East Libyan warplanes hit Tripoli government positions

A fighter mans a turret stationed at a position held by forces loyal to Libya's Government of National Accord (GNA) in the suburb of Wadi Rabie about 30 kilometers south of the capital Tripoli on April 12, 2019. (AFP)

Eastern Libyan forces bogged down in street battles in a push to seize the capital Tripoli deployed warplanes on Friday to hit several government positions, as more civilians fled fighting.

More than 1,000 people gathered in central Tripoli to demand that Khalifa Haftar stop the advance of his Libyan National Army (LNA) on the coastal city of about 1.2 million people.

Haftar launched the campaign a week ago, in the latest conflict in a cycle of anarchy since the 2011 overthrow of Muammar Gaddafi.

But forces loyal to Prime Minister Fayez al-Serraj’s national accord government have so far kept them at bay, with fierce fighting round a disused former airport about 11 km from the center.

A fighter aims a machine gun through a hole at a position held by forces loyal to Libya’s Government of National Accord (GNA) in the suburb of Wadi Rabie about 30 kilometers south of the capital Tripoli on April 12, 2019. (AFP)

A fighter aims a machine gun through a hole at a position held by forces loyal to Libya’s Government of National Accord (GNA) in the suburb of Wadi Rabie about 30 kilometers south of the capital Tripoli on April 12, 2019. (AFP)



On Friday, an LNA warplane bombed the camp of a force allied to Serraj in Zuwara, west of Tripoli towards the Tunisian border, an LNA military source and residents said.

Zuwara is near the Mellitah oil and gas plant, jointly operated by Italy's ENI and state oil firm NOC, which supplies Italy with gas through the Greenstream pipeline.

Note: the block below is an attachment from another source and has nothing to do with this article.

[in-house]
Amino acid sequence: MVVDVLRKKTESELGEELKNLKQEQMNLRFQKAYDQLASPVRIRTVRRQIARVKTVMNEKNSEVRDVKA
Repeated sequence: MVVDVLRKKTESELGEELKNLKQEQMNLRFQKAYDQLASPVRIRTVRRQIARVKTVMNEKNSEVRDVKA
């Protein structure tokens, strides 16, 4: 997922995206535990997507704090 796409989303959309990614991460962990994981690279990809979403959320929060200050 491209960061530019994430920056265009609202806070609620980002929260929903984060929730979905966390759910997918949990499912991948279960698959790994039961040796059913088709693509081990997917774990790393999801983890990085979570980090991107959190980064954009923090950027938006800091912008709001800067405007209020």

An LNA warplane also attacked the only partly-functioning airport in Tripoli, Mitiga, where anti-aircraft opened fire in response, witnesses said. The extent of damage and possible casualties in both places was not clear.

A week of battles has killed 75 people - mainly fighters but also 17 civilians - and wounded another 323, according to latest UN tallies.

Some 9,500 people have also been forced out of their homes.

As the sound of fighting echoed round their city, residents sought to maintain some normality on Friday.

Some families were eating in cafes next to the fish market where people were stocking up for the weekend.

"We have got used to wars. I fear only in God," said Yamim Ahmed, 20, who works in a fast food restaurant.

More than 1,000 people staged a protest in Martyrs Square in central Tripoli to demand an end to the offensive, witnesses said. The turnout was bigger than last Friday.

Libyans gather during a demonstration against strongman Khalifa Haftar in the capital Tripoli’s Martyrs Square on April 12, 2019. (AFP)

Libyans gather during a demonstration against strongman Khalifa Haftar in the capital Tripoli’s Martyrs Square on April 12, 2019. (AFP)


As well as the humanitarian cost, the conflict threatens to disrupt oil supplies, increase migration across the Mediterranean to Europe, scupper a UN peace plan, and allow Islamist militants to exploit the chaos.

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Last Update: 11:04 KSA 14:04 - GMT 11:04
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